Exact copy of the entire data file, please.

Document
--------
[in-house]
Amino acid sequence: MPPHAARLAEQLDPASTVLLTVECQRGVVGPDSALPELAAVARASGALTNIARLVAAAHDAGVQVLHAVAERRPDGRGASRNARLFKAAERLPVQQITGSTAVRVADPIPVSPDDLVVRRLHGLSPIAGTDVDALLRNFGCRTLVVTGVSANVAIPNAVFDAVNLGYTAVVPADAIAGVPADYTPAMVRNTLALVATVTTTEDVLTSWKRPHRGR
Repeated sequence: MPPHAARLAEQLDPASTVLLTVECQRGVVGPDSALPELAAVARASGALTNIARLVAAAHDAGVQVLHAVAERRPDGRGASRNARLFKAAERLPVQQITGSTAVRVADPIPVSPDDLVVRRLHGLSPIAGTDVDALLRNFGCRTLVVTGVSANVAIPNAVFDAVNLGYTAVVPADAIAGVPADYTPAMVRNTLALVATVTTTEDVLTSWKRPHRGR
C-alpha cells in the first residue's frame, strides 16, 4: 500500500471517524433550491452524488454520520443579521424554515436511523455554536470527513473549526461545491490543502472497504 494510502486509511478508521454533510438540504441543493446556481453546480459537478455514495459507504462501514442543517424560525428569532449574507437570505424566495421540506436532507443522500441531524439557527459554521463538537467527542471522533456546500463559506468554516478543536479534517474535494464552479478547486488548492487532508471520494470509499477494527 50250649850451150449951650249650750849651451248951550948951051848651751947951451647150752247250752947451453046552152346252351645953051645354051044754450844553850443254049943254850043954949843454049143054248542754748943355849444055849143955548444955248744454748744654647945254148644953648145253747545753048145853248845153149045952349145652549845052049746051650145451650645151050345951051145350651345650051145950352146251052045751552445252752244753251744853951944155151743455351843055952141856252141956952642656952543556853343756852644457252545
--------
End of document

[in-house]
Amino acid sequence: MPPHAARLAEQLDPASTVLLTVECQRGVVGPDSALPELAAVARASGALTNIARLVAAAHDAGVQVLHAVAERRPDGRGASRNARLFKAAERLPVQQITGSTAVRVADPIPVSPDDLVVRRLHGLSPIAGTDVDALLRNFGCRTLVVTGVSANVAIPNAVFDAVNLGYTAVVPADAIAGVPADYTPAMVRNTLALVATVTTTEDVLTSWKRPHRGR
Repeated sequence: MPPHAARLAEQLDPASTVLLTVECQRGVVGPDSALPELAAVARASGALTNIARLVAAAHDAGVQVLHAVAERRPDGRGASRNARLFKAAERLPVQQITGSTAVRVADPIPVSPDDLVVRRLHGLSPIAGTDVDALLRNFGCRTLVVTGVSANVAIPNAVFDAVNLGYTAVVPADAIAGVPADYTPAMVRNTLALVATVTTTEDVLTSWKRPHRGR
C-alpha cells in the first residue's frame, strides 16, 4: 500500500471517524433550491452524488454520520443579521424554515436511523455554536470527513473549526461545491490543502472497504 494510502486509511478508521454533510438540504441543493446556481453546480459537478455514495459507504462501514442543517424560525428569532449574507437570505424566495421540506436532507443522500441531524439557527459554521463538537467527542471522533456546500463559506468554516478543536479534517474535494464552479478547486488548492487532508471520494470509499477494527 50250649850451150449951650249650750849651451248951550948951051848651751947951451647150752247250752947451453046552152346252351645953051645354051044754450844553850443254049943254850043954949843454049143054248542754748943355849444055849143955548444955248744454748744654647945254148644953648145253747545753048145853248845153149045952349145652549845052049746051650145451650645151050345951051145350651345650051145950352146251052045751552445252752244753251744853951944155151743455351843055952141856252141956952642656952543556853343756852644457252545